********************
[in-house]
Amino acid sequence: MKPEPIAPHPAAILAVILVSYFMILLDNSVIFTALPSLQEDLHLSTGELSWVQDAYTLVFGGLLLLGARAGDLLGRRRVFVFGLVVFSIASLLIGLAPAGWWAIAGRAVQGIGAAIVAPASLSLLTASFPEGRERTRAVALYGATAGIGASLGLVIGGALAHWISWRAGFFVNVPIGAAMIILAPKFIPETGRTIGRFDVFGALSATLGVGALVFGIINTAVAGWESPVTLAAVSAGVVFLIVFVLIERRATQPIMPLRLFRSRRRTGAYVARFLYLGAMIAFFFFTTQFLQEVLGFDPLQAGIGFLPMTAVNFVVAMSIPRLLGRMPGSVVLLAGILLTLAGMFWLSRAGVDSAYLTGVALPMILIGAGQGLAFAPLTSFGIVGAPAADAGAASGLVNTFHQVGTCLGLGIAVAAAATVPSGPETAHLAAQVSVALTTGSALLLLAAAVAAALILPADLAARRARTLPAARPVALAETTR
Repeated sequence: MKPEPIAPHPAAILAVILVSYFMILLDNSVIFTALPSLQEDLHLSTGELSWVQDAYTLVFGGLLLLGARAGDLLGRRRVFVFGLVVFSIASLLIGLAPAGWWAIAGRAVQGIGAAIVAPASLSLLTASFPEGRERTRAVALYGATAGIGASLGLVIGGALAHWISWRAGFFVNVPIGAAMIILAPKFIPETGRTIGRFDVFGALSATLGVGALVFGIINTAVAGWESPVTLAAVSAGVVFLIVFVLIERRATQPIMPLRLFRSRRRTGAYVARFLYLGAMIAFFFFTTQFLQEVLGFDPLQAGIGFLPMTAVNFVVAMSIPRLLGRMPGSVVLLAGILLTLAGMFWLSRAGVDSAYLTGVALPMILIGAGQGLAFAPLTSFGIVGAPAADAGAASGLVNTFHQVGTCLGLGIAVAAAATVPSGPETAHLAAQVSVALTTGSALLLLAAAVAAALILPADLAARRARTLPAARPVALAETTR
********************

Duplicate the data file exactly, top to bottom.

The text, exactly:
[in-house]
Amino acid sequence: MKPEPIAPHPAAILAVILVSYFMILLDNSVIFTALPSLQEDLHLSTGELSWVQDAYTLVFGGLLLLGARAGDLLGRRRVFVFGLVVFSIASLLIGLAPAGWWAIAGRAVQGIGAAIVAPASLSLLTASFPEGRERTRAVALYGATAGIGASLGLVIGGALAHWISWRAGFFVNVPIGAAMIILAPKFIPETGRTIGRFDVFGALSATLGVGALVFGIINTAVAGWESPVTLAAVSAGVVFLIVFVLIERRATQPIMPLRLFRSRRRTGAYVARFLYLGAMIAFFFFTTQFLQEVLGFDPLQAGIGFLPMTAVNFVVAMSIPRLLGRMPGSVVLLAGILLTLAGMFWLSRAGVDSAYLTGVALPMILIGAGQGLAFAPLTSFGIVGAPAADAGAASGLVNTFHQVGTCLGLGIAVAAAATVPSGPETAHLAAQVSVALTTGSALLLLAAAVAAALILPADLAARRARTLPAARPVALAETTR
Repeated sequence: MKPEPIAPHPAAILAVILVSYFMILLDNSVIFTALPSLQEDLHLSTGELSWVQDAYTLVFGGLLLLGARAGDLLGRRRVFVFGLVVFSIASLLIGLAPAGWWAIAGRAVQGIGAAIVAPASLSLLTASFPEGRERTRAVALYGATAGIGASLGLVIGGALAHWISWRAGFFVNVPIGAAMIILAPKFIPETGRTIGRFDVFGALSATLGVGALVFGIINTAVAGWESPVTLAAVSAGVVFLIVFVLIERRATQPIMPLRLFRSRRRTGAYVARFLYLGAMIAFFFFTTQFLQEVLGFDPLQAGIGFLPMTAVNFVVAMSIPRLLGRMPGSVVLLAGILLTLAGMFWLSRAGVDSAYLTGVALPMILIGAGQGLAFAPLTSFGIVGAPAADAGAASGLVNTFHQVGTCLGLGIAVAAAATVPSGPETAHLAAQVSVALTTGSALLLLAAAVAAALILPADLAARRARTLPAARPVALAETTR